A federal district judge in Virginia ruled today that the new health care law’s mandate requiring individuals to purchase health insurance is unconstitutional, becoming the first court in the country to invalidate any part of the Patient Protection and Affordable Care Act, Public Law 111-148, signed into law by President Obama on March 23, 2010. See Virginia v. Sebelius  (E.D Va., Case No. 3:10CV188-HEH) (PDF).

Judge Henry E. Hudson wrote that the law’s requirement that most Americans obtain health insurance exceeds the regulatory authority granted to Congress under the Commerce Clause of the Constitution. Judge Hudson wrote that his survey of case law “yielded no reported decisions from any federal appellate courts extending the Commerce Clause or General Welfare Clause to encompass regulation of a person’s decision not to purchase a product, not withstanding its effect on interstate commerce or role in a global regulatory scheme.”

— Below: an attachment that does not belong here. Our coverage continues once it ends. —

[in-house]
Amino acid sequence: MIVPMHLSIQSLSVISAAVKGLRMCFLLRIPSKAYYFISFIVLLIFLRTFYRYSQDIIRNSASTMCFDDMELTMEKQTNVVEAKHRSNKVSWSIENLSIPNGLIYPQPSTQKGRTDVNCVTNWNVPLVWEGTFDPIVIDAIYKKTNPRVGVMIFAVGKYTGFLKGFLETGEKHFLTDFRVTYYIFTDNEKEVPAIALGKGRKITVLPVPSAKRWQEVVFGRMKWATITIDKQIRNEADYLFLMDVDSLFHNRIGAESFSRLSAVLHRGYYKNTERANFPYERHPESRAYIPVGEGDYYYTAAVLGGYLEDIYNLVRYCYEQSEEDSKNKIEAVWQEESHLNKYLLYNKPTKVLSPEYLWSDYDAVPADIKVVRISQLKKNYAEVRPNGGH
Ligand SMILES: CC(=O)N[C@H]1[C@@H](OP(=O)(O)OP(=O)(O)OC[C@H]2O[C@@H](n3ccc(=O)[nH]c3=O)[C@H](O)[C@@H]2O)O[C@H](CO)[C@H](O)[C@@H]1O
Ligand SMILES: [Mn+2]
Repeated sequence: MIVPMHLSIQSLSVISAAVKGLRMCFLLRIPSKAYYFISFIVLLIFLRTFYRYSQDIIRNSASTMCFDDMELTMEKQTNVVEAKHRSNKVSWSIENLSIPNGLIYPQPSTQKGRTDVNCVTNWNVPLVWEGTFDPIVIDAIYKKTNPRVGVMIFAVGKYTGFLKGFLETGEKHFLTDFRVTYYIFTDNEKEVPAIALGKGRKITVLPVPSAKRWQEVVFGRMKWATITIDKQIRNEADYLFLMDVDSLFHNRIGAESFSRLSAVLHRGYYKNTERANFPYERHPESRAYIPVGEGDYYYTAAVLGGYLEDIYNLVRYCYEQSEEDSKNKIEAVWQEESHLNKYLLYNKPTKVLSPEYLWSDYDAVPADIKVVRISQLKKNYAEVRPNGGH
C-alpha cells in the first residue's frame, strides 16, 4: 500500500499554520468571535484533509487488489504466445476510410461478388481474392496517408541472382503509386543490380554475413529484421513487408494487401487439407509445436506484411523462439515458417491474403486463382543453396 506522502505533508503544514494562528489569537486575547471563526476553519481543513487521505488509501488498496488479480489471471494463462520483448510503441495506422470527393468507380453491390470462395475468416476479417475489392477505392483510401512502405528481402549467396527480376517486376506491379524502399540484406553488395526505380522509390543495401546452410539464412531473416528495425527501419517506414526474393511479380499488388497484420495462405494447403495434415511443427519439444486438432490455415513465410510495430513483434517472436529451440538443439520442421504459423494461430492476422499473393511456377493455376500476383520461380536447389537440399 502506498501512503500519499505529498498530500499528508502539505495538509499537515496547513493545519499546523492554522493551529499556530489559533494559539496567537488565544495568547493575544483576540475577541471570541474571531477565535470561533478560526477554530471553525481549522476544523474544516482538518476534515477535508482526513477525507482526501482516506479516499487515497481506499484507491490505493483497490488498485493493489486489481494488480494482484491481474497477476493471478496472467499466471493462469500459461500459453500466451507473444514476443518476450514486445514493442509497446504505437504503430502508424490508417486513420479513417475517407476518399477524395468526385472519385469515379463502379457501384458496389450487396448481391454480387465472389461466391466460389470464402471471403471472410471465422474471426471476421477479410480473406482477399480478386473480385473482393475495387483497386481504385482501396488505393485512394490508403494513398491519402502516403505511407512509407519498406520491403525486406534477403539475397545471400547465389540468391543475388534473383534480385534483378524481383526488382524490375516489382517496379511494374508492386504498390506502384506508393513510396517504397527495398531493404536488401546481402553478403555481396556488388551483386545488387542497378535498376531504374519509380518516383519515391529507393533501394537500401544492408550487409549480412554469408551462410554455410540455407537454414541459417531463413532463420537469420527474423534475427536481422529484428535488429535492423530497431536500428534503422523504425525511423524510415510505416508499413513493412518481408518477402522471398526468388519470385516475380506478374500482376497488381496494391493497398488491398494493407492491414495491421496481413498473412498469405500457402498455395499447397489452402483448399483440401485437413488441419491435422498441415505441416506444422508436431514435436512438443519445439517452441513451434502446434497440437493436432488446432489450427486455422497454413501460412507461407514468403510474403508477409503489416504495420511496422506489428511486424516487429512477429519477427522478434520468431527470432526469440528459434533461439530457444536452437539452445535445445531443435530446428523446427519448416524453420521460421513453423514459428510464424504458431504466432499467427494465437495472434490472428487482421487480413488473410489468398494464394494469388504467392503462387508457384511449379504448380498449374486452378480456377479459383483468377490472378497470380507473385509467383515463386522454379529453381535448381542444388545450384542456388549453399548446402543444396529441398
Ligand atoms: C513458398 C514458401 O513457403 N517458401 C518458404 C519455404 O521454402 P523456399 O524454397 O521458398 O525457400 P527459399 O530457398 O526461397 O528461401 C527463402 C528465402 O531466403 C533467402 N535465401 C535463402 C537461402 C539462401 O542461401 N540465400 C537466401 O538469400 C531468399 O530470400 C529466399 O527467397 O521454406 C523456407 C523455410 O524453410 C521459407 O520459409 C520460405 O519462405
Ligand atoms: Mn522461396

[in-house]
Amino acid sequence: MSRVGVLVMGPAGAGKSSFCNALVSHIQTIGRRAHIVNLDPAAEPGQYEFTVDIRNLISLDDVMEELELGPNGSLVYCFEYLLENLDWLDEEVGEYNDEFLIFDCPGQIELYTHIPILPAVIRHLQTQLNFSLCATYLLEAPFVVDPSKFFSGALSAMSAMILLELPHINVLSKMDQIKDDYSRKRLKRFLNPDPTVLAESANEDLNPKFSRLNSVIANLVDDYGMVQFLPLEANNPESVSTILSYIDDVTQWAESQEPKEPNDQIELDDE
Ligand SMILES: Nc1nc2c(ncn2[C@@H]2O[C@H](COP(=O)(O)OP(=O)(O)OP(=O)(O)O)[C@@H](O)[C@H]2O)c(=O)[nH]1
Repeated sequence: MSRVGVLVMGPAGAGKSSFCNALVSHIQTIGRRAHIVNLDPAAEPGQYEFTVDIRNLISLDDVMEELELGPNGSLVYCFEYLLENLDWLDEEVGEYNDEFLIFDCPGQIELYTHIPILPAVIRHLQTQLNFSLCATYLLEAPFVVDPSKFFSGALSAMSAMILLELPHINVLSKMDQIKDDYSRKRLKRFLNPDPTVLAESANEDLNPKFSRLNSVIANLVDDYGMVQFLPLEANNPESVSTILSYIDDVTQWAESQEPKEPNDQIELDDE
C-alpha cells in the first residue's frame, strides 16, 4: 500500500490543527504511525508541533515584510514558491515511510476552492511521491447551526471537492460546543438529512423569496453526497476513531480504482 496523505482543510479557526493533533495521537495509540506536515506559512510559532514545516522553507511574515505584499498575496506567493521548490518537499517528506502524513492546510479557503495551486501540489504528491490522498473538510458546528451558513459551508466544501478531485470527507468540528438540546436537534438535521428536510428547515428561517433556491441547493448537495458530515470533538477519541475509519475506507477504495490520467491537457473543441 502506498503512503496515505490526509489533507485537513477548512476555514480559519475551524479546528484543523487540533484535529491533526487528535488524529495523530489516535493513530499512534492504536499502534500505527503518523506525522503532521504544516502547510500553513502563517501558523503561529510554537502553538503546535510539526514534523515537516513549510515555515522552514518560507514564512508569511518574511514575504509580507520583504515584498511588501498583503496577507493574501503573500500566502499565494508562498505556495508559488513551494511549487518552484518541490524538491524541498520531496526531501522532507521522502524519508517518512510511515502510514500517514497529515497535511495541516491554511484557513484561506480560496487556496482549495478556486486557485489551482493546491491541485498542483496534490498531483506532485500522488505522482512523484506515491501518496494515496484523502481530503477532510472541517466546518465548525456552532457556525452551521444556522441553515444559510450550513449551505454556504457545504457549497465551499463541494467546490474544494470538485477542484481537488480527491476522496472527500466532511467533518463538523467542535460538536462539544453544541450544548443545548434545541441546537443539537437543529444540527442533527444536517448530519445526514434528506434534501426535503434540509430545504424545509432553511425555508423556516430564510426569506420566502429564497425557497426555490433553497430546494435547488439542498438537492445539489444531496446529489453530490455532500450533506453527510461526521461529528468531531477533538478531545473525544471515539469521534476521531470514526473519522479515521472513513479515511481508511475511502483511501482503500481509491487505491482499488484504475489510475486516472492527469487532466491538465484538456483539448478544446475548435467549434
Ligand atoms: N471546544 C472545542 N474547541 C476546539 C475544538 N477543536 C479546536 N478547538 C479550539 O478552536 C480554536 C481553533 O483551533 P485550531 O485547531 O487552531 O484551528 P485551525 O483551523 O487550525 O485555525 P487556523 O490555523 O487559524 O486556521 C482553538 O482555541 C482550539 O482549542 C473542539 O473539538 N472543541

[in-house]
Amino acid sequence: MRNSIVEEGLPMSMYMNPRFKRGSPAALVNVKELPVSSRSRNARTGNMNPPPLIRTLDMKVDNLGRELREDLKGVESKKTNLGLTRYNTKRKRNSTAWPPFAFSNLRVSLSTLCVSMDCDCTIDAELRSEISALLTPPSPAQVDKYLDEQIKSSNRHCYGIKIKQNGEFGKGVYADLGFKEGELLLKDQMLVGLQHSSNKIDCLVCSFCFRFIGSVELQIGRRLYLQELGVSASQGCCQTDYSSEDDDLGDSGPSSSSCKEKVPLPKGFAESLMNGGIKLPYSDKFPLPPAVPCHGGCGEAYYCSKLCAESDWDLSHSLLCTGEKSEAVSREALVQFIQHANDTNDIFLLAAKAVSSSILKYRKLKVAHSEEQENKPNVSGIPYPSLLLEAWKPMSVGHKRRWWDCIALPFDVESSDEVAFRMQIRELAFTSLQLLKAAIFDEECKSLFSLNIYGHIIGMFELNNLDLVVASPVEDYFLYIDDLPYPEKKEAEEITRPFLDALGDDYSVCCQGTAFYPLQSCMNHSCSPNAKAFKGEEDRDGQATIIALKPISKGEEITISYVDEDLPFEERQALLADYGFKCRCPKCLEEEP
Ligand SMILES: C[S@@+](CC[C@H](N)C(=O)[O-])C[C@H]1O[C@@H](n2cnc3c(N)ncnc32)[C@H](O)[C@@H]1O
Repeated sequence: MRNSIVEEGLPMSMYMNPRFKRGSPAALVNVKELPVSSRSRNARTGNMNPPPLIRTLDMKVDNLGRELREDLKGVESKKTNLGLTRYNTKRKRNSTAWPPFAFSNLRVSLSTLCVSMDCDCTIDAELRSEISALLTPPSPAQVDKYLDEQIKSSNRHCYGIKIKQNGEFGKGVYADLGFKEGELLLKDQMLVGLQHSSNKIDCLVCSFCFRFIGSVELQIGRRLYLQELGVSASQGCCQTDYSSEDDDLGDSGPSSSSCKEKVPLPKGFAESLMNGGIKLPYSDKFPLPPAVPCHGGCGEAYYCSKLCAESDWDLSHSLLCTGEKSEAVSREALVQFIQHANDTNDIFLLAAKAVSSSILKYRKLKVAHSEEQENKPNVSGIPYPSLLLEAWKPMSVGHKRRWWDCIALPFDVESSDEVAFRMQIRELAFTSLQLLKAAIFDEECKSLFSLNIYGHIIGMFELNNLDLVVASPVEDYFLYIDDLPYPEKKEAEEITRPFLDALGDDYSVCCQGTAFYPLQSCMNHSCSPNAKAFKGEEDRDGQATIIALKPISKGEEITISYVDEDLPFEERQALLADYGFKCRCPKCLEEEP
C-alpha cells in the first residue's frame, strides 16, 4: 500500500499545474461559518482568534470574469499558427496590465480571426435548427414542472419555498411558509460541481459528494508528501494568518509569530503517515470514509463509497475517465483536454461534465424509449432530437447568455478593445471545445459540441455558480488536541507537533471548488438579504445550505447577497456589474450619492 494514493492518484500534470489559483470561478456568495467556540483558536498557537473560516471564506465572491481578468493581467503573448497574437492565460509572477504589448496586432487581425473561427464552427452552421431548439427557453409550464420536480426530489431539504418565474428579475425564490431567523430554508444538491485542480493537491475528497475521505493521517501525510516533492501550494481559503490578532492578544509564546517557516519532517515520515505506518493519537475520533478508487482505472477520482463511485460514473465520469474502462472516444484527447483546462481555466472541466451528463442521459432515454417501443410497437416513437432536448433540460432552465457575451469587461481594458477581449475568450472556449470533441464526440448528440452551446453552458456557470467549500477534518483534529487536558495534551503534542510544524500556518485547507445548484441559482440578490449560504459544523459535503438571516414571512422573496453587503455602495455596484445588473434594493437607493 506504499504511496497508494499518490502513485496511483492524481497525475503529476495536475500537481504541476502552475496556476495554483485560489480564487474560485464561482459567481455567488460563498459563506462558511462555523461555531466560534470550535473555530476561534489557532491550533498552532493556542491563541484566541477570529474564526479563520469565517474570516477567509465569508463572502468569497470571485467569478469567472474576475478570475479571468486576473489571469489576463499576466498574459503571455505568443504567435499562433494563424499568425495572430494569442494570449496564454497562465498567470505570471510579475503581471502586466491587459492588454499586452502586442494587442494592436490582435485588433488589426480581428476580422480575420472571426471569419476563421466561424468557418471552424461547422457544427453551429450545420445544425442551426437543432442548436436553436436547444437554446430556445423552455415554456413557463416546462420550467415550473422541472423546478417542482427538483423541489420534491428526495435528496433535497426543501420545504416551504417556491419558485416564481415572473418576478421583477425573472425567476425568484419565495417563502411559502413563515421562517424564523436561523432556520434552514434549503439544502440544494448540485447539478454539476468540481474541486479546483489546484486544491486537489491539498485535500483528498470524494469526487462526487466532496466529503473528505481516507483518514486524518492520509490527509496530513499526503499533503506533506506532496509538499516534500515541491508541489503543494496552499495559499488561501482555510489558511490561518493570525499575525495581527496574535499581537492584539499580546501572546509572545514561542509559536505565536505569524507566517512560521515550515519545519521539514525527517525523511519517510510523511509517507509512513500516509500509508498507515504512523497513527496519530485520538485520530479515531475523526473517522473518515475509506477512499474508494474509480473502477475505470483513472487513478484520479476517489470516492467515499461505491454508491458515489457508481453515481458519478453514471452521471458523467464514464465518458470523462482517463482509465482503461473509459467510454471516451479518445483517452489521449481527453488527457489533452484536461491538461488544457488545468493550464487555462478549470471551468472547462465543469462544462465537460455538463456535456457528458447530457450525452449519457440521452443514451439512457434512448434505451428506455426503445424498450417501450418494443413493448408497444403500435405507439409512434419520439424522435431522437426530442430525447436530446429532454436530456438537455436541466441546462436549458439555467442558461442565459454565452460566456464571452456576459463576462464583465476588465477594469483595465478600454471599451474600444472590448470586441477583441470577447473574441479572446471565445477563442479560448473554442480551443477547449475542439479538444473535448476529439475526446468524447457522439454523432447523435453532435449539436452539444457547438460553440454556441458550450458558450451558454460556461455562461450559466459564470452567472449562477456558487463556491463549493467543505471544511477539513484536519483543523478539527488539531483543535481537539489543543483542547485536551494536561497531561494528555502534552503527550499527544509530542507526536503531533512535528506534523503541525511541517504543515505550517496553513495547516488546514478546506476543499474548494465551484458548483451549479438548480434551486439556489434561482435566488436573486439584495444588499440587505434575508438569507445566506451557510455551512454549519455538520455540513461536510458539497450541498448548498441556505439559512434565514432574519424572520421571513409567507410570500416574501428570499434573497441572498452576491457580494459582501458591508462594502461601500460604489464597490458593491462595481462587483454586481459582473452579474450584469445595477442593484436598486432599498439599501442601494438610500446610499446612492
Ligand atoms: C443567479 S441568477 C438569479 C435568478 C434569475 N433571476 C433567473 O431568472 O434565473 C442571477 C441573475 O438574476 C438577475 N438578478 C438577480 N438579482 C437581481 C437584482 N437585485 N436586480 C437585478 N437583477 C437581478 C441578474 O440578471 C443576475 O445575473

This decision is in contrast to decisions from the District Court for the Eastern District of Michigan and from the Western District of Virginia, in which both courts upheld the constitutionality of the mandate requiring individuals to purchase health insurance.  See Thomas More Law Center, et al. v. Obama (E.D. Mich., Case No. 10-CV-11156) (PDF) and Liberty University v. Geithner (W.D. Va., Case No. 6:10-CV-00015) (PDF). These decisions are currently on appeal to the United States Court of Appeals for the Sixth Circuit and the Fourth Circuit respectively. This Virginia case may leapfrog those appeals, however, if the Justice Department agrees to the Virginia attorney general’s request to bypass the Court of Appeals and file for expedited review by the Supreme Court.